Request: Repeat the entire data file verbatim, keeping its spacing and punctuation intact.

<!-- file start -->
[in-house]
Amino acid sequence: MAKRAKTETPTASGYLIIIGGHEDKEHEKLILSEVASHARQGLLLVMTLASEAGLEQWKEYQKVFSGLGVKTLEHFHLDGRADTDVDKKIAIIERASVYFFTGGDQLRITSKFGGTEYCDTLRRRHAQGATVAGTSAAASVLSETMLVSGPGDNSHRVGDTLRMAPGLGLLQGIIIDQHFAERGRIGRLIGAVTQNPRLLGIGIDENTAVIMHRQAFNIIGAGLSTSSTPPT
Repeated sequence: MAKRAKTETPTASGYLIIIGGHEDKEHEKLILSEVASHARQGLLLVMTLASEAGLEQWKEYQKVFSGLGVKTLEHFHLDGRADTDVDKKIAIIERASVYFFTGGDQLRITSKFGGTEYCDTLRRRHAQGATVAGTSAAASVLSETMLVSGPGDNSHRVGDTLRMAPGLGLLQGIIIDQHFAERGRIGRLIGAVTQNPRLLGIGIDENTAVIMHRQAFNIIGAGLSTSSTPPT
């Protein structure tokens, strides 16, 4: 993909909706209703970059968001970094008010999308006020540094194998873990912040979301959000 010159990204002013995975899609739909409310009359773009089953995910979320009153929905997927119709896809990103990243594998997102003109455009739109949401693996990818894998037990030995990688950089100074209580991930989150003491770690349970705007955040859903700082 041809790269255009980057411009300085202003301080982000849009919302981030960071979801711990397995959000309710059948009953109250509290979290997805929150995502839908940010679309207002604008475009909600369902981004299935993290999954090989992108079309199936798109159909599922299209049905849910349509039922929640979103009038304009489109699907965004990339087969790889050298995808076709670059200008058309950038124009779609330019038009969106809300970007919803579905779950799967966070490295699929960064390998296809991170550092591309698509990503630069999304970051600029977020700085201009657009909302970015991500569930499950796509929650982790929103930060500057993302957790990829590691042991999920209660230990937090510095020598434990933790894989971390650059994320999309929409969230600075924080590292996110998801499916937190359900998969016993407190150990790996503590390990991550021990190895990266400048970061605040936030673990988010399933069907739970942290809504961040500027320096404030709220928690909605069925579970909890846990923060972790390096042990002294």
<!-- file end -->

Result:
[in-house]
Amino acid sequence: MAKRAKTETPTASGYLIIIGGHEDKEHEKLILSEVASHARQGLLLVMTLASEAGLEQWKEYQKVFSGLGVKTLEHFHLDGRADTDVDKKIAIIERASVYFFTGGDQLRITSKFGGTEYCDTLRRRHAQGATVAGTSAAASVLSETMLVSGPGDNSHRVGDTLRMAPGLGLLQGIIIDQHFAERGRIGRLIGAVTQNPRLLGIGIDENTAVIMHRQAFNIIGAGLSTSSTPPT
Repeated sequence: MAKRAKTETPTASGYLIIIGGHEDKEHEKLILSEVASHARQGLLLVMTLASEAGLEQWKEYQKVFSGLGVKTLEHFHLDGRADTDVDKKIAIIERASVYFFTGGDQLRITSKFGGTEYCDTLRRRHAQGATVAGTSAAASVLSETMLVSGPGDNSHRVGDTLRMAPGLGLLQGIIIDQHFAERGRIGRLIGAVTQNPRLLGIGIDENTAVIMHRQAFNIIGAGLSTSSTPPT
């Protein structure tokens, strides 16, 4: 993909909706209703970059968001970094008010999308006020540094194998873990912040979301959000 010159990204002013995975899609739909409310009359773009089953995910979320009153929905997927119709896809990103990243594998997102003109455009739109949401693996990818894998037990030995990688950089100074209580991930989150003491770690349970705007955040859903700082 041809790269255009980057411009300085202003301080982000849009919302981030960071979801711990397995959000309710059948009953109250509290979290997805929150995502839908940010679309207002604008475009909600369902981004299935993290999954090989992108079309199936798109159909599922299209049905849910349509039922929640979103009038304009489109699907965004990339087969790889050298995808076709670059200008058309950038124009779609330019038009969106809300970007919803579905779950799967966070490295699929960064390998296809991170550092591309698509990503630069999304970051600029977020700085201009657009909302970015991500569930499950796509929650982790929103930060500057993302957790990829590691042991999920209660230990937090510095020598434990933790894989971390650059994320999309929409969230600075924080590292996110998801499916937190359900998969016993407190150990790996503590390990991550021990190895990266400048970061605040936030673990988010399933069907739970942290809504961040500027320096404030709220928690909605069925579970909890846990923060972790390096042990002294």